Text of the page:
Wednesday, September 08, 2004

dinos to masticate dust?

Sprint, the most ironically named company, says it might get around to restoring telephone service to my house as of Sept. 13, the one-month anniversary of the hurricane that knocked it out.

One odd thing: telephones were still working the night of Charley, after the storm had passed. It was the next morning that dialtones went away.

Comcast has also been out since Charley, leaving customers (of which I am not one) feeling abandoned at first. Then everyone ran out to buy dishes, (many of which got blown away by Frances). Then one heard comments like, "At first I thought I was going to die without cable. Now I'm like, 'Who needs all that crap on TV anyway?'"

The point is, these companies appear to view their communication infrastructure differently from the way Florida Power & Light treats its electrical infrastructure, and from how the US Postal Service operates. FPL got electric back to most of its customers within days, largely through a massive influx of subcontractors who seemed well coordinated and efficient.

The local post office in Punta Gorda is out of commission, after a six-ton air conditioner, among other things, blew off its roof. But the Monday after Hurricane Charley, the mailman came around, checking his route, with biscuits for dogs. The next day, he was back delivering mail, via a temporary facility set up to handle the flow.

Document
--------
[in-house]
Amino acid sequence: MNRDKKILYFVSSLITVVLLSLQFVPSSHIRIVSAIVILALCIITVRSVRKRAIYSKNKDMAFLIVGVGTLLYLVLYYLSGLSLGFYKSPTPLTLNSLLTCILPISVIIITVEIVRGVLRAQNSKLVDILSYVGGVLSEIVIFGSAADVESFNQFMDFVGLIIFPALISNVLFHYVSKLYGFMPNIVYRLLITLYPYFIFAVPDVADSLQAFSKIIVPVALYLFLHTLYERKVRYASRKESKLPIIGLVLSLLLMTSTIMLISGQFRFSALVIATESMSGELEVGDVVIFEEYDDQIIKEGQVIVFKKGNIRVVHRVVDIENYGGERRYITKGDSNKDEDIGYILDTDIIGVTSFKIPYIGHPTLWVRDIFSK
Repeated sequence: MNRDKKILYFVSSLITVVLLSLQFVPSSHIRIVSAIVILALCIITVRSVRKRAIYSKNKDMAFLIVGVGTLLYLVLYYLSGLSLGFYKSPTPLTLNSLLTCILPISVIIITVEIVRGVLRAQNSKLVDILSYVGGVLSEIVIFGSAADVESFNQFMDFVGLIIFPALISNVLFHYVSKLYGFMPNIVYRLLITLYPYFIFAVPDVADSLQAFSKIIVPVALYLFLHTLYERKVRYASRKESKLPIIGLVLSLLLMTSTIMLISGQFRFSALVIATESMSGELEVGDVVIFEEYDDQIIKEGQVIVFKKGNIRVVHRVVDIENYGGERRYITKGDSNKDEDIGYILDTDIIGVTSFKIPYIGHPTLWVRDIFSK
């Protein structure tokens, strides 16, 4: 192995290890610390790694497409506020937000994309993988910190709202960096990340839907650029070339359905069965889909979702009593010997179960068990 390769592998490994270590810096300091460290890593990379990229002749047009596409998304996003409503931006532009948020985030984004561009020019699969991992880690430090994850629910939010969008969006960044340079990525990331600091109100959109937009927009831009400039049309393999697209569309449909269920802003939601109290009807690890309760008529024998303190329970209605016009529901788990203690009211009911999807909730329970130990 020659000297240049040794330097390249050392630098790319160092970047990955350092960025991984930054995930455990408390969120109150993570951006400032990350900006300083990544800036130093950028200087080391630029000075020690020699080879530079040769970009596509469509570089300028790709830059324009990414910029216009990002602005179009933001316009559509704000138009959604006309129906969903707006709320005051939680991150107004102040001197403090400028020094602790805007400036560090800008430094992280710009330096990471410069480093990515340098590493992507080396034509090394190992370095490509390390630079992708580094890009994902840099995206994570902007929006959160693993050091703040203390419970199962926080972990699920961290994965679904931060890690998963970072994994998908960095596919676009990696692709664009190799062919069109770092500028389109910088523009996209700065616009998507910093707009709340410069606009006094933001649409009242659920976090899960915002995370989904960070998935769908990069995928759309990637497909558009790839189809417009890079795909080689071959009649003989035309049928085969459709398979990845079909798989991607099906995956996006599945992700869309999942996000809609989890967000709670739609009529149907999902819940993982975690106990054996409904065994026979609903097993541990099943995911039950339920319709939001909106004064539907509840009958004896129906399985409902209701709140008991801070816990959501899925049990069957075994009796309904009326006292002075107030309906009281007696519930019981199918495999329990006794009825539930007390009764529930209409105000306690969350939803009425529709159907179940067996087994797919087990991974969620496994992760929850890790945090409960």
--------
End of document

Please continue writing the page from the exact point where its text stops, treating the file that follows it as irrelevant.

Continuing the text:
Is there some way in which Sprint and Comcast view their role in society, which facilitates voice and data communication, as less essential, less of a necessary utility, than the PO or FPL? More like a commodity, perhaps?

Meanwhile, I access the Net from the public library.

Maybe it is really time to be thinking about the virtues of a wireless infrastructure. You know, little antennae, like leaves of grass. So, they get blown away in a hurricane. The Air Force -- or somesuch, as in Afghanistan -- drops replacement bundles on the area, people go around sticking them back up, and pretty soon, without lots of trucks and poles and wires and boxes and switches, we're reconnected.

Oh, and the kid and I saw Zhang Yimou's Hero last night. Un. fucking. believable. Aeschylus would have approved. Interesting to compare with Kill Bill un et deux, given world enough and time. One thing, though: Where Tarentino seems to feel the need to create the world first, then follow the characters and story, Zhang's world is his character, and his character contains his world. As the final scene, in which Broken Sword's 20th variant for "sword" is brought into legibility. Anyone see a bit of Kleist in this film?


Blogger jon said...

While searching for new goodman air conditioner info for my house I stumbled onto your blog. I totally agree!


10/02/2005 9:51 PM  
Blogger jiri said...

Cool Blog, I never really thought about it that way.

I have a Hurricane Katrina blog. It pretty much covers hurricane related stuff.

Thank you - and keep up the thoughts!

10/03/2005 8:46 PM  

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